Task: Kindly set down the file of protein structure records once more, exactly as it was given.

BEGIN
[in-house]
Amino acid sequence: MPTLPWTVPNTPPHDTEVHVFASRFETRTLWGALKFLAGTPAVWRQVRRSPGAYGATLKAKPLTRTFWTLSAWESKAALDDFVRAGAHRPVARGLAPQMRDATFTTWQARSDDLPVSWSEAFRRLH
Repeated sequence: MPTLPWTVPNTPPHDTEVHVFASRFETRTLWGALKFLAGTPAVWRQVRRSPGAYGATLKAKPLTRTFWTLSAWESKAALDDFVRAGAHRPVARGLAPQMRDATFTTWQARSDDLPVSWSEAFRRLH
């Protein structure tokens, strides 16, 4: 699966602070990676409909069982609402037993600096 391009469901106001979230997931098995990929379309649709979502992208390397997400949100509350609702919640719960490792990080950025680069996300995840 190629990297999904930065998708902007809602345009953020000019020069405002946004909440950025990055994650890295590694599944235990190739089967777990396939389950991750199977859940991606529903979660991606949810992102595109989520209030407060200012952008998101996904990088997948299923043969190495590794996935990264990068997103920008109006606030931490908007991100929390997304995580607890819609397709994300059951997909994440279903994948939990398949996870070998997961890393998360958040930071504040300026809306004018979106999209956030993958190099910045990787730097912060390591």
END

[in-house]
Amino acid sequence: MPTLPWTVPNTPPHDTEVHVFASRFETRTLWGALKFLAGTPAVWRQVRRSPGAYGATLKAKPLTRTFWTLSAWESKAALDDFVRAGAHRPVARGLAPQMRDATFTTWQARSDDLPVSWSEAFRRLH
Repeated sequence: MPTLPWTVPNTPPHDTEVHVFASRFETRTLWGALKFLAGTPAVWRQVRRSPGAYGATLKAKPLTRTFWTLSAWESKAALDDFVRAGAHRPVARGLAPQMRDATFTTWQARSDDLPVSWSEAFRRLH
């Protein structure tokens, strides 16, 4: 699966602070990676409909069982609402037993600096 391009469901106001979230997931098995990929379309649709979502992208390397997400949100509350609702919640719960490792990080950025680069996300995840 190629990297999904930065998708902007809602345009953020000019020069405002946004909440950025990055994650890295590694599944235990190739089967777990396939389950991750199977859940991606529903979660991606949810992102595109989520209030407060200012952008998101996904990088997948299923043969190495590794996935990264990068997103920008109006606030931490908007991100929390997304995580607890819609397709994300059951997909994440279903994948939990398949996870070998997961890393998360958040930071504040300026809306004018979106999209956030993958190099910045990787730097912060390591």